Top 10 ‘Ought to Knows’ for the newly diagnosed!

1.       Early diagnosis and early treatment have best results

Research shows that children who receive quality therapy in their earlier years tend to do better in the long run. It may be overwhelming to figure out how all these therapy hours can fit into your life, but once you get started and see results, it will all be worthwhile.


2.       Find out what works!
There are all kinds of therapies out there, and some may appeal to you more than others. Look for therapies that are research-based and most likely to yield results for your child and your family. Alternative therapies are like a cherry on top, but the meat and potatoes of treatment must be research-based.


3.       Communication is key
Teaching communication is by far the top of every parent’s goal list. And rightfully so! One of the most important components of a good treatment package for a child with autism/ASD is good speech and language therapy. Even other interventionists (such as DI, SEIT, and ABA technicians) will be happy to collaborate and embed language skills within other teaching opportunities. 


4.       You know your child best
As a parent, you know your child better than anyone else! You may not have the technical jargon, but you definitely know your child’s likes, dislikes, strengths, and weak spots. As such, you are your child’s best advocate! Be sure that you are comfortable with the therapy that is being provided for your child. It has to work for both of you in order for it to be effective.


5.       Don’t compare!
Resist the temptation to compare your child with another child who has a similar diagnosis. The diagnosis of Autism/ASD includes a range of abilities, as well as disabilities, and your child will need support in those areas of weakness that are particular to him. Focus on his strengths, as well, since these will help build a foundation for continued learning and progress.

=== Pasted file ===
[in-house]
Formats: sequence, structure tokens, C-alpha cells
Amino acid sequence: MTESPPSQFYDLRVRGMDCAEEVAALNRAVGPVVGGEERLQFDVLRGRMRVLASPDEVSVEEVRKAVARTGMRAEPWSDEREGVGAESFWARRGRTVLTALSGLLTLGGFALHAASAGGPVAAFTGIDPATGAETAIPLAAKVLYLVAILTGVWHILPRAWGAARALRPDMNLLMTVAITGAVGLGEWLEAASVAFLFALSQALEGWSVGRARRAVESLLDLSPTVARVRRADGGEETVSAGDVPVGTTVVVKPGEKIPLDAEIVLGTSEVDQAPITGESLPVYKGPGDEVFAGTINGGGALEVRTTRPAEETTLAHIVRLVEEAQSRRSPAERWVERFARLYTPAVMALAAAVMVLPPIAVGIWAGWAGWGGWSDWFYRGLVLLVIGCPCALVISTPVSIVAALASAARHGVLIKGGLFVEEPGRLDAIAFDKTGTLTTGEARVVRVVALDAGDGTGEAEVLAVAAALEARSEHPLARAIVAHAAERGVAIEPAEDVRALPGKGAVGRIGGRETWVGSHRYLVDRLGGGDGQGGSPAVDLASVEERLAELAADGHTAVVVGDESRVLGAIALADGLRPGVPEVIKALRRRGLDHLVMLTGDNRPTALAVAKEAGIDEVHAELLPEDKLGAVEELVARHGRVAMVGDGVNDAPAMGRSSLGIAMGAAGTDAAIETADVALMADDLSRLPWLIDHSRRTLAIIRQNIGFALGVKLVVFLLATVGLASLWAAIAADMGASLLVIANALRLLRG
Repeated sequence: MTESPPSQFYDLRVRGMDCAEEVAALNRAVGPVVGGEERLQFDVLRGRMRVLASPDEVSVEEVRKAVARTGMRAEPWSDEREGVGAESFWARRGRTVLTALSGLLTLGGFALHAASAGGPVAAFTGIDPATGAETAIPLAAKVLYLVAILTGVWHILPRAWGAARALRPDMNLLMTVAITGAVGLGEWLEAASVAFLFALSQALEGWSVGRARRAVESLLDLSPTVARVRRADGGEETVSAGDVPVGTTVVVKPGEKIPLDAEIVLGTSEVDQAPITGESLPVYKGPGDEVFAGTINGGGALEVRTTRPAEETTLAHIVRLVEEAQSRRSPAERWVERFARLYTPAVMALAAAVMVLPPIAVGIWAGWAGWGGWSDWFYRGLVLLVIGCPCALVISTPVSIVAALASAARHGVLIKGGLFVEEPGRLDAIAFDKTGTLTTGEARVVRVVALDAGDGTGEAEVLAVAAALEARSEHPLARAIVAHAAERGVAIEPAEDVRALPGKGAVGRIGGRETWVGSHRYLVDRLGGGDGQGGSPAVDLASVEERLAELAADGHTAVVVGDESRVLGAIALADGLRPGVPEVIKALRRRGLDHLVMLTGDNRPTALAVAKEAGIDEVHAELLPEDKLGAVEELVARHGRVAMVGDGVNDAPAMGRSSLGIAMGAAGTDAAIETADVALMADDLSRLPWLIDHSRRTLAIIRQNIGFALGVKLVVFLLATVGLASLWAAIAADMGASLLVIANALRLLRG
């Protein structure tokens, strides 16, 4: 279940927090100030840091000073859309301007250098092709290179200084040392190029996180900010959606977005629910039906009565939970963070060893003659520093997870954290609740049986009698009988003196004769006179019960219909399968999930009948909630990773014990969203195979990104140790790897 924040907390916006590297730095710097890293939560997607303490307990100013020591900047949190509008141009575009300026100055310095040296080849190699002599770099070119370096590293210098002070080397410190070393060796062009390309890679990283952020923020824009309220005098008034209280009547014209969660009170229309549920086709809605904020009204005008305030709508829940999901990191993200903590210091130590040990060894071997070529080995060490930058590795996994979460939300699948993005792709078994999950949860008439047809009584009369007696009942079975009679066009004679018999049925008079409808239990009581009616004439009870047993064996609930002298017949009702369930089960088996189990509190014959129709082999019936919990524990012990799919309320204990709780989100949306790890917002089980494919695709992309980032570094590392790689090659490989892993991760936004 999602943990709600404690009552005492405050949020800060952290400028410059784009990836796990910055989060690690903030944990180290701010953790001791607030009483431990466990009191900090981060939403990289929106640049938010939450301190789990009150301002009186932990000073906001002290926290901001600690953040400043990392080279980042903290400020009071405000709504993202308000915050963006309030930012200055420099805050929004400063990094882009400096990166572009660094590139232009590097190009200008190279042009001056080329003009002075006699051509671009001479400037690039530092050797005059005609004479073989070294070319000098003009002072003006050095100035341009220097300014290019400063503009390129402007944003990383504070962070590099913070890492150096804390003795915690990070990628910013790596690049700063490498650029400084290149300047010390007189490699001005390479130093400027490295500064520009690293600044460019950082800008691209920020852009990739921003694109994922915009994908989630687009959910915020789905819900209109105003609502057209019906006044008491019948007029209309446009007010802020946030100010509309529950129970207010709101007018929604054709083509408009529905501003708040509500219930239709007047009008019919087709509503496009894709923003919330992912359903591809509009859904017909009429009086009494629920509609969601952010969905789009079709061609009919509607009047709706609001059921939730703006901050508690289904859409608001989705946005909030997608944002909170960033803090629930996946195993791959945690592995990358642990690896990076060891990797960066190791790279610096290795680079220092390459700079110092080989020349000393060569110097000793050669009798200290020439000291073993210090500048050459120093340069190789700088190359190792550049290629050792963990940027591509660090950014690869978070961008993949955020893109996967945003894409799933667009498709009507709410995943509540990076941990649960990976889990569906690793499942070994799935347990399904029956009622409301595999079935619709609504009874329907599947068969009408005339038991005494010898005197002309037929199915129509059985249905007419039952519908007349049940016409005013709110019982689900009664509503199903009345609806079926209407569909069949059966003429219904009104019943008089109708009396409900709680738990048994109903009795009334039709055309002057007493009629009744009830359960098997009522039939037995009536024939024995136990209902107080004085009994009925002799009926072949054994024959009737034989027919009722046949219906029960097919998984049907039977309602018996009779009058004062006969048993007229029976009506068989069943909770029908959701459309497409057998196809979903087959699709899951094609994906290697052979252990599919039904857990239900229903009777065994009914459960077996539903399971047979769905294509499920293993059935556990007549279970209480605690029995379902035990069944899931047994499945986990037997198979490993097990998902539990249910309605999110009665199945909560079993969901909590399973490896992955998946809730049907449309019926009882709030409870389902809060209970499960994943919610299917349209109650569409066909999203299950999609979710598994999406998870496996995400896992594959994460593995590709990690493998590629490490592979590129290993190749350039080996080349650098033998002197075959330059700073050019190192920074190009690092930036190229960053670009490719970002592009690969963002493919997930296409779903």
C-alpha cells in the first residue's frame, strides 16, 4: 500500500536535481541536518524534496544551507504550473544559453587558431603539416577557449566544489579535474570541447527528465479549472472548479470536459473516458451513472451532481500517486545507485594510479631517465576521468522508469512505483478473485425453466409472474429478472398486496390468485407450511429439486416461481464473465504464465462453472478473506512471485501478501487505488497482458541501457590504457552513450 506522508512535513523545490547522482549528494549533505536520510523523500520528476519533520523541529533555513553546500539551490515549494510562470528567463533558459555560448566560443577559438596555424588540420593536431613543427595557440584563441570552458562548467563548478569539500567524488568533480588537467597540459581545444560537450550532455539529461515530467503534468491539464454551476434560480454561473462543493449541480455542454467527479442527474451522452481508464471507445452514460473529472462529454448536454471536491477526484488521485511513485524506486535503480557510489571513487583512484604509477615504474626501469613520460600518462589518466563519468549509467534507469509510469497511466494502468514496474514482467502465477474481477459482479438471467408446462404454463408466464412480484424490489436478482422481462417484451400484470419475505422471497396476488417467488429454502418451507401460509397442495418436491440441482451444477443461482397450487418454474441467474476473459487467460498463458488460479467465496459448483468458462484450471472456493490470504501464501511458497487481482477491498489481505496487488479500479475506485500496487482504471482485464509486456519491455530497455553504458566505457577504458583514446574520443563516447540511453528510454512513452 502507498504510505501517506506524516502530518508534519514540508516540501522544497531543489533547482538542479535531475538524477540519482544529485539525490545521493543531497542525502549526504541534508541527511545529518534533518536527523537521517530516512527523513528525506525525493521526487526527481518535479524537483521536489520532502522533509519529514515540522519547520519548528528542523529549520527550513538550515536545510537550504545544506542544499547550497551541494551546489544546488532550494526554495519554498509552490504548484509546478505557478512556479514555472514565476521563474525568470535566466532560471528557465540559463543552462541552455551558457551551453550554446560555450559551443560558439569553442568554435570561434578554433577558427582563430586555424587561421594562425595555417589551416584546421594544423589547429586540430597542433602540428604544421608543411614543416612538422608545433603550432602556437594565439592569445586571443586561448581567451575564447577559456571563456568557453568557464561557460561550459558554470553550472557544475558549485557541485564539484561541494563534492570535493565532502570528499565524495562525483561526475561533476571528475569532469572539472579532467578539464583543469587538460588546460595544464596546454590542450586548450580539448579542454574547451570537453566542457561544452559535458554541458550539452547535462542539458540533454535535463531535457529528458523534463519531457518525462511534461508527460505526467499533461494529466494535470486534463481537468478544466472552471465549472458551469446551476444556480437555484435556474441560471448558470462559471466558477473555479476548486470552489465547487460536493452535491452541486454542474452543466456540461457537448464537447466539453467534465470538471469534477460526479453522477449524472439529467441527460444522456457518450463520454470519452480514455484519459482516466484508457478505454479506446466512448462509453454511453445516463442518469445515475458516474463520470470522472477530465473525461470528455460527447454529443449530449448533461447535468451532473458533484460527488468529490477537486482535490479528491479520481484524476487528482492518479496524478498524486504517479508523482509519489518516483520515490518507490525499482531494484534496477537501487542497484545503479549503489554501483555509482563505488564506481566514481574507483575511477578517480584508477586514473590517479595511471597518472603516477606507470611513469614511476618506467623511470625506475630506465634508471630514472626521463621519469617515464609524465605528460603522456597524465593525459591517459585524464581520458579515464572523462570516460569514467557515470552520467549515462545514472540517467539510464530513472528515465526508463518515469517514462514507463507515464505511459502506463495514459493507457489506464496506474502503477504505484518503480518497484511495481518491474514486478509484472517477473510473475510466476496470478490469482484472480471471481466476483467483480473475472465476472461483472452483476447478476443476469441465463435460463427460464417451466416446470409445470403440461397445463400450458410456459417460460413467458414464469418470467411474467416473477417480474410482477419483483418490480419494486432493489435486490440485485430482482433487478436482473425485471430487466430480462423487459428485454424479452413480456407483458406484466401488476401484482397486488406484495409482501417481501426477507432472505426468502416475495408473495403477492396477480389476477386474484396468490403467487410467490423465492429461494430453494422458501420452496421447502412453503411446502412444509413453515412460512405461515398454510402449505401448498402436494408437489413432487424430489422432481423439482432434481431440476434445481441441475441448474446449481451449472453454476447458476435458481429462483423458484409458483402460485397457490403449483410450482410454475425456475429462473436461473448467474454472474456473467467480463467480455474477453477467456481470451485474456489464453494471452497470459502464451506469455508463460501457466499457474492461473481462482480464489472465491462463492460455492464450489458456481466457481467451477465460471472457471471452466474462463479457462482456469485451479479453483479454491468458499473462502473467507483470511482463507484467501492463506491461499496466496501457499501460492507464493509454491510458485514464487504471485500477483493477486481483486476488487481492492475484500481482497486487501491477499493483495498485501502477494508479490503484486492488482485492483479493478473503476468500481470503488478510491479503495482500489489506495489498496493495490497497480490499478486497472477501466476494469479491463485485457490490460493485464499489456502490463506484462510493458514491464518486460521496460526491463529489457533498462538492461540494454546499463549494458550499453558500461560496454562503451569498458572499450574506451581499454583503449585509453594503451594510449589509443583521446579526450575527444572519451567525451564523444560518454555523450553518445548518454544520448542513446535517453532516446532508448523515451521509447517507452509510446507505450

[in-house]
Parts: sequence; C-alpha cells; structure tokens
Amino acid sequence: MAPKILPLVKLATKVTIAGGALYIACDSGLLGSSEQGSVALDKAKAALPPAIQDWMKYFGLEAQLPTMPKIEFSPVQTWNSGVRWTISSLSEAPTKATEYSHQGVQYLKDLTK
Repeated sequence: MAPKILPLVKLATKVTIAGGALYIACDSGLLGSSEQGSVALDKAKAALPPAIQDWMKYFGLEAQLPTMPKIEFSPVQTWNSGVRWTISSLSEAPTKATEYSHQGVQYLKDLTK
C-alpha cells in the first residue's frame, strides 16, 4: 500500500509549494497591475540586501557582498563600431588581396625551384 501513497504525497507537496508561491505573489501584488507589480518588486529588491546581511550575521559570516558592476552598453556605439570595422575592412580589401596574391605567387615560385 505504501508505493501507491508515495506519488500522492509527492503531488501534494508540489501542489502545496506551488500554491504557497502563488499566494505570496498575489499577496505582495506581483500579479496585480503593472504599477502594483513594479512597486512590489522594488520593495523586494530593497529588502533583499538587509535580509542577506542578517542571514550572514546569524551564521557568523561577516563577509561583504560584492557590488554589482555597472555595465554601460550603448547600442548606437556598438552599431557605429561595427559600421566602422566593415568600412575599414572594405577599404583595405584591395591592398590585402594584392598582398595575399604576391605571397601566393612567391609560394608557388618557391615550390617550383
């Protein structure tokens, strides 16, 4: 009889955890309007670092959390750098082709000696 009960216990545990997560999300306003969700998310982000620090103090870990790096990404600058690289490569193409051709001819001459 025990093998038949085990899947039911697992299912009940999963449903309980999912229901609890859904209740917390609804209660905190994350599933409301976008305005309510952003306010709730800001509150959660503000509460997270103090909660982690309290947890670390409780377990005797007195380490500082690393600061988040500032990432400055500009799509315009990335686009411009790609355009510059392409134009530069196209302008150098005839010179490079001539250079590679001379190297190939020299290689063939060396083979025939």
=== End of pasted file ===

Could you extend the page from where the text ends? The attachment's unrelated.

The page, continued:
6.       Books that can guide you
There are many parent-friendly books that can guide you at any stage. Books are a great resource, as you can read them from the privacy of your own home, and absorb the information at your own pace. All kinds of books can be helpful, whether informational, treatment-based books or supportive books that can help you understand yourself as you embark on a new journey with your child.


7.       Find the available resources in your area
There are many autism-affiliated organizations and forums that can be of help to you. From family events, support networks, and informational forums, to online blogs where you can ask questions and hear from others, reaching out and networking is something that you as a parent will gain from. We all need support, and you can find a medium that works for you, in your local area.


8.       Insurance can pay for your child’s therapy

Your insurance policy might cover treatment options to help you child progress! These interventions can include ABA therapy, Speech therapy, as well as Occupational and Physical therapies. A robust therapeutic approach can help your child make gains in many areas at once.


9.       Progress is a process
We all want to see progress right away, but progress isn’t always immediate. Establishing structure that will help your child learn and progress can take some time. However, be assertive enough to know whether or not you are seeing progress over a period of time. If you don’t see enough progress, ask about it, as it may indicate a need for a change in technique or teaching style.


10.   You are not alone!

Thinking that you are on your own can feel isolating, and downright depressing. There are many people who are in the same boat, or further along on their journey, and would be happy to share their moments of joy, as well as moments of pain, with you. Finding the proper support for yourself can directly and positively affect your child, your spouse and your family.

Raizy Perlstein